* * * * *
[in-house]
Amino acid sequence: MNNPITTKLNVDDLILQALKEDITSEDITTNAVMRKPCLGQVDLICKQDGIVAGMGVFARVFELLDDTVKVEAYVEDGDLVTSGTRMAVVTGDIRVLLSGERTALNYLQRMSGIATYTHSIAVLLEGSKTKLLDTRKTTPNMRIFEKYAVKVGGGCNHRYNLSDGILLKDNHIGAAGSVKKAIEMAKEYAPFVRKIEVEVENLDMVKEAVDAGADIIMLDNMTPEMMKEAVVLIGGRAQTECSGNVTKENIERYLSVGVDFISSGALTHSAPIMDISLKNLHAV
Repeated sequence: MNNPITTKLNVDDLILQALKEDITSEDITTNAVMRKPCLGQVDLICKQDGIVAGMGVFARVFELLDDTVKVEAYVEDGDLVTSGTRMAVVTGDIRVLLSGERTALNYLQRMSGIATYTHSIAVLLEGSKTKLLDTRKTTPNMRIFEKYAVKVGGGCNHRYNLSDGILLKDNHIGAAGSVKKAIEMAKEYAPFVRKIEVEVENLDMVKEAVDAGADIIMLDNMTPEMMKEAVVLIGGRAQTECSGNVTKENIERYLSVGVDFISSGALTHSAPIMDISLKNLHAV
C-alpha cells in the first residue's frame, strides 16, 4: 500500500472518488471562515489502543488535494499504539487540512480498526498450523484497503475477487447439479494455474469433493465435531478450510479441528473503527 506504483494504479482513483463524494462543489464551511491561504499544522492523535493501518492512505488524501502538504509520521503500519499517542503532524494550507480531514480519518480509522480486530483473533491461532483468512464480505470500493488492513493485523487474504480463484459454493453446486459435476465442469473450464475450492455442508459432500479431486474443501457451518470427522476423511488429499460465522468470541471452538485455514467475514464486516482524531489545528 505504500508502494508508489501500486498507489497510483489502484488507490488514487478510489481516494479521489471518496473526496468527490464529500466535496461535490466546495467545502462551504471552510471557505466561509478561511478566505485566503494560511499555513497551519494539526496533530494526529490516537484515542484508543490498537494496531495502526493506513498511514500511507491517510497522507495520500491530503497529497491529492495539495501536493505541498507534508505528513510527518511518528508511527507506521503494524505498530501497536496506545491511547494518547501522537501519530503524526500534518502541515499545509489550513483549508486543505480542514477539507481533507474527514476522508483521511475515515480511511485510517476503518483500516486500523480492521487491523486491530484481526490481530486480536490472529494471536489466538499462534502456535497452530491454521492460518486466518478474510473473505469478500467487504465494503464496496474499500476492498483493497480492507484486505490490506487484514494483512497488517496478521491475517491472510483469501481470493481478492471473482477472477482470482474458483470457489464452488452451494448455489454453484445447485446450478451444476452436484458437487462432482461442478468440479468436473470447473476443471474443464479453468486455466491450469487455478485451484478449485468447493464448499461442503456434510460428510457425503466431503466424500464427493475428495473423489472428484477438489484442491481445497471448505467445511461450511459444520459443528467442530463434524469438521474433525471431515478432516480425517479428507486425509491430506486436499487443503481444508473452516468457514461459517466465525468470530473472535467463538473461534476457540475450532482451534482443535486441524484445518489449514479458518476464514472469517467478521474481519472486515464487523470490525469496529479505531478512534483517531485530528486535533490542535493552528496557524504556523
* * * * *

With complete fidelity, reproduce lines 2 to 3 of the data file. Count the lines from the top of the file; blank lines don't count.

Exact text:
Amino acid sequence: MNNPITTKLNVDDLILQALKEDITSEDITTNAVMRKPCLGQVDLICKQDGIVAGMGVFARVFELLDDTVKVEAYVEDGDLVTSGTRMAVVTGDIRVLLSGERTALNYLQRMSGIATYTHSIAVLLEGSKTKLLDTRKTTPNMRIFEKYAVKVGGGCNHRYNLSDGILLKDNHIGAAGSVKKAIEMAKEYAPFVRKIEVEVENLDMVKEAVDAGADIIMLDNMTPEMMKEAVVLIGGRAQTECSGNVTKENIERYLSVGVDFISSGALTHSAPIMDISLKNLHAV
Repeated sequence: MNNPITTKLNVDDLILQALKEDITSEDITTNAVMRKPCLGQVDLICKQDGIVAGMGVFARVFELLDDTVKVEAYVEDGDLVTSGTRMAVVTGDIRVLLSGERTALNYLQRMSGIATYTHSIAVLLEGSKTKLLDTRKTTPNMRIFEKYAVKVGGGCNHRYNLSDGILLKDNHIGAAGSVKKAIEMAKEYAPFVRKIEVEVENLDMVKEAVDAGADIIMLDNMTPEMMKEAVVLIGGRAQTECSGNVTKENIERYLSVGVDFISSGALTHSAPIMDISLKNLHAV